News and Events

The Supreme Court of Illinois Gives Unexpected New Year's Gift to Residential Contractors

January 3, 2019Related Practice Areas: Construction
Thomas P. Boylan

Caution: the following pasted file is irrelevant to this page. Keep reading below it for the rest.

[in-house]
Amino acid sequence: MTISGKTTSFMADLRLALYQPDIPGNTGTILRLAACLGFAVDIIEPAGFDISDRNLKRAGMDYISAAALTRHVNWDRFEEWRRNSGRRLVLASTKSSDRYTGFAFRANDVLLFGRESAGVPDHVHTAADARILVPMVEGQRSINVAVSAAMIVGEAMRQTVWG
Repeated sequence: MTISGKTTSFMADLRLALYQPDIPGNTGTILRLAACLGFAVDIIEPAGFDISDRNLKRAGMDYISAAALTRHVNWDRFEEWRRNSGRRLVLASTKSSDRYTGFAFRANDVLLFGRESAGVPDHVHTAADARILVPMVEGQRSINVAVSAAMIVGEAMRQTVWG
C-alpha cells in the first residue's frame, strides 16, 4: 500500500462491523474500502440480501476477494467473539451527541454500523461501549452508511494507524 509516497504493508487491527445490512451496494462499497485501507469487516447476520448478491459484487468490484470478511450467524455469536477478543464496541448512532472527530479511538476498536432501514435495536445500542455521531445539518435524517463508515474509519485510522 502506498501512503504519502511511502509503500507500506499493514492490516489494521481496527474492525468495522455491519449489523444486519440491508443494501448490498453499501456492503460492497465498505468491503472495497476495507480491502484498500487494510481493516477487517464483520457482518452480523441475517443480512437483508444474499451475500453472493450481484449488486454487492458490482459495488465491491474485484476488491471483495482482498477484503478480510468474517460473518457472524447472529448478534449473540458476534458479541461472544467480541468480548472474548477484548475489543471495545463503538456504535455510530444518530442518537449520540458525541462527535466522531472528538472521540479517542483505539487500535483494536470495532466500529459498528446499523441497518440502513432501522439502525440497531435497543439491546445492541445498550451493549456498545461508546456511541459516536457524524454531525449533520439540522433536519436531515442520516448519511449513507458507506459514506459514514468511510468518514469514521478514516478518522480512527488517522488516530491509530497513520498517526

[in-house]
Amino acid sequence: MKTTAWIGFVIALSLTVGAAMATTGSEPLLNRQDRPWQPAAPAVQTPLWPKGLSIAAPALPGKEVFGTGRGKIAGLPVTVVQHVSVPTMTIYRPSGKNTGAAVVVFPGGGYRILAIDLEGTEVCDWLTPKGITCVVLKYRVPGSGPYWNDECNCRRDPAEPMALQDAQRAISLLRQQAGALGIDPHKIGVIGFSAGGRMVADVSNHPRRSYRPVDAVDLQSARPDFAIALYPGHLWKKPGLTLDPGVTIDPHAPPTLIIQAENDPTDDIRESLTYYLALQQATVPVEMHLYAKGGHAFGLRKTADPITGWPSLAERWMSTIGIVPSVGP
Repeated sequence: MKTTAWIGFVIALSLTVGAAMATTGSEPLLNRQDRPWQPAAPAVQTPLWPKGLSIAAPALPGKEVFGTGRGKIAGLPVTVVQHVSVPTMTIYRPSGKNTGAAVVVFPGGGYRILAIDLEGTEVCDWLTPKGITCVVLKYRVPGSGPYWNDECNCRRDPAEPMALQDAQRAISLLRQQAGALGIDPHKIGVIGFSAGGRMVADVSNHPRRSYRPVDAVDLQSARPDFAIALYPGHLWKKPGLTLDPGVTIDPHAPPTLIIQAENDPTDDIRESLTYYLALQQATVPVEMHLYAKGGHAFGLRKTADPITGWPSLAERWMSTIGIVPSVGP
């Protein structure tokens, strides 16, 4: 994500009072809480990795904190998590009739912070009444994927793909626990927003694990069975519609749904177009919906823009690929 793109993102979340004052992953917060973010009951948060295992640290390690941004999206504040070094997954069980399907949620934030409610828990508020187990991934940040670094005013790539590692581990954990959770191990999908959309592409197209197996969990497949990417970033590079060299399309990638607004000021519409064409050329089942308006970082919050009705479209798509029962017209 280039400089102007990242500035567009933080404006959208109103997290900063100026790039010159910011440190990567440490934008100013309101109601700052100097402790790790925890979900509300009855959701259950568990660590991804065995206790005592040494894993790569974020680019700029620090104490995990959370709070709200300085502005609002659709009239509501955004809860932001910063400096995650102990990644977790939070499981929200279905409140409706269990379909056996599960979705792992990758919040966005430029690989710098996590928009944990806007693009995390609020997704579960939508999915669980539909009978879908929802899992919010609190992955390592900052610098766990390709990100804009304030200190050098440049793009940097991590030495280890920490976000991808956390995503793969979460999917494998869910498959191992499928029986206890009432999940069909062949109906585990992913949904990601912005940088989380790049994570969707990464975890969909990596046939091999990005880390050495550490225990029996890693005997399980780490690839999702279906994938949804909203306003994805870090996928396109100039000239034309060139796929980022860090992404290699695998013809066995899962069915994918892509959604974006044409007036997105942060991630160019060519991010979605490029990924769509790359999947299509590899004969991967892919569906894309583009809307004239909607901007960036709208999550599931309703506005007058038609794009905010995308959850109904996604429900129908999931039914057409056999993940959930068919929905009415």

Last Friday, December 28, the Supreme Court of Illinois overruled the controversial Minton decision, in Sienna Court Condominium Association v. Champion Aluminum Corporation. This is a major development in the field of construction defect law, and one of the few that has favored the contractors who build single family homes, residential high-rises, condominiums, and other residential properties. Minton has been closely followed in Cook County and most of the rest of the state of Illinois since it was decided by the Illinois Appellate Court in 1983, over 35 years ago. Minton represented a substantial expansion of the judicially-created implied warranty of habitability imposed upon builder-vendors of residential properties. Essentially Minton created an unprecedented exception to black letter contract law, in allowing homeowners to file contractual claims against parties with whom they were not in privity of contract. No one paid more dearly for Minton than general contractors. On Friday, in a case involving our firm, the Supreme Court expressly overruled Minton.